In August of 2021, researchers from the University of the Sunshine Coast (USC) issued an appeal to the public, calling for help to plug gaps in knowledge about the ecology and distribution of the iconic, endangered sawfish: a family of rays immediately identifiable by their elongate, tooth-studded rostrums.
Building on an ongoing sighting submission campaign by Sharks and Rays Australia (SARA), scientists were seeking both new and old photos of sawfish in a bid to better understand the population dynamics through time of this distinctive ray.
Now, after six months of submissions, researchers report that the project has been enormously successful so far, with hundreds of current sightings and historical photos collated – including what may be the oldest image of a sawfish in Australia.
USC PhD student Nikki Biskis, who is collaborating with SARA on the project, says she was amazed when she came across the photo in a collection of glass slides at a museum in Hervey Bay.
“It was a photo of a sawfish caught local to Hervey Bay from the 1890s, making it the oldest picture we’ve uncovered in Australia, and the first one from this area.”
Biskis has been trawling museums and historical societies right across Queensland, uncovering a rich haul of data on sawfish distribution from these and other novel, untapped sources, such as family fishing photos.
In the process, she’s unearthed not just some important ‘firsts’, but also some poignant insight into ‘lasts’.
Biskis was contacted by a family who recognised a photo used to promote the campaign, depicting Bundaberg region fishermen with a catch of sawfish in the 1960s. It’s believed to be one of the last photos taken of sawfish in subtropical Queensland.
“I met the family of one of the men from the photo and they were able to point out exactly where the animal was caught almost 60 years ago. I rarely get such detailed location data,” Biskis says.
“When people send through photographs of animals or saws with dates and locations from their collections, it tells a completely new story. It’s like everyone’s got a piece of this puzzle – but they don’t know it.”
And she hopes the puzzle pieces will continue to flow in, adding vital clarity to the as-yet hazy picture of these elusive and enigmatic creatures.
“Sightings and historical photos are crucial for this project,” she says.
“A lack of good historical data means no-one is really sure when the sawfish began to decline or to what extent.”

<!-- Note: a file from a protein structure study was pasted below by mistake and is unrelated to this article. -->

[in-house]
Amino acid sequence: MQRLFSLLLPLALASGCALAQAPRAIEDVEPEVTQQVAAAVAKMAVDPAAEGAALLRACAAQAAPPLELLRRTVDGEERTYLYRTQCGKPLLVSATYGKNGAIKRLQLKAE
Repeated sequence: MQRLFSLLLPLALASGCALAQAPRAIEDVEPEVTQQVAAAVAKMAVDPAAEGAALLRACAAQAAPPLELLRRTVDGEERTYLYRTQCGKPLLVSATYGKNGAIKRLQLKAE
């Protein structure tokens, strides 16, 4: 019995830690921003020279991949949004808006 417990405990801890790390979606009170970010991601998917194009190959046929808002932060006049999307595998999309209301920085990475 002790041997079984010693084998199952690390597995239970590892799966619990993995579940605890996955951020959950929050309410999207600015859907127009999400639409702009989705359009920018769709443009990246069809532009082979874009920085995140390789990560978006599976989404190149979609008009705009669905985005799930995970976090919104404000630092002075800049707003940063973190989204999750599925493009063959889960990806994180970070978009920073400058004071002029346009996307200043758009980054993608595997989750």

Filling in these knowledge gaps could prove crucial in refining the national recovery plan for these unique rays that was released in 2015. Biskis says the plan has not been reviewed since, and requires more extensive datasets to guide recovery efforts.
“This study can tell us where sawfish are still found in healthy numbers and assess how much populations are shrinking, which is critical data to identify the areas that are most important to species recovery, such as nurseries and migration zones.”
This initiative is already paying dividends, with the ongoing sighting submission campaign uncovering a historic breeding ground for freshwater sawfish in the Brisbane River. The new drive to incorporate historical documents adds an important temporal element, tracking populations through time.
Australia is considered a ‘life-boat’ for four – freshwater, green, narrow and dwarf – of the world’s five species of sawfish, which were once widely distributed along Australia’s east coast, down to Sydney Harbour.
Today, all four species are listed as either endangered or critically endangered by the IUCN, and their known distribution in Australian waters has shrunk to a handful of isolated pockets in Queensland. Although causes of their decline remain somewhat mysterious, a range of factors including net entanglements, trophy-taking, and altered water-flow regimes have all been implicated.
SARA Principal Scientist Dr Barbara Wueringer says the sawfish population contraction is reflected clearly in the new catalogue of images, noting that while it was “extremely exciting” to see so many historic photos come in from south-east Queensland, it was also telling that “we’re yet to see a recent image of a live sawfish south of Mackay”.
Public response to this appeal has done more than provide fresh data – it has opened up a conversation about these strange and fascinating rays that helps to build awareness of their plight.
“With sawfishes having lost over half of their habitat worldwide, and largely disappearing from the entire east coast of Australia, our biggest fear is they will vanish quietly,” Biskis says.
If you’ve ever been lucky enough to spot a sawfish in the wild, you can report your sightings or submit photographs to SARA here. Or if you’ve got an eccentric collector in the family who has a trophy ‘saw’ mounted on the wall of the pool room, consider nudging them into donating it to SARA, where it will be invaluable for both DNA sampling and use in education and outreach.
“We want to involve everyone in data collection on these magnificent species,” says Biskis. “If you have seen or accidentally caught a sawfish, no matter how long ago, or have photos of saws, we would like to know.”
Jamie Priest is a science journalist at Cosmos. She has a Bachelor of Science in Marine Biology from the University of Adelaide.
Read science facts, not fiction...
There’s never been a more important time to explain the facts, cherish evidence-based knowledge and to showcase the latest scientific, technological and engineering breakthroughs. Cosmos is published by The Royal Institution of Australia, a charity dedicated to connecting people with the world of science. Financial contributions, however big or small, help us provide access to trusted science information at a time when the world needs it most. Please support us by making a donation or purchasing a subscription today.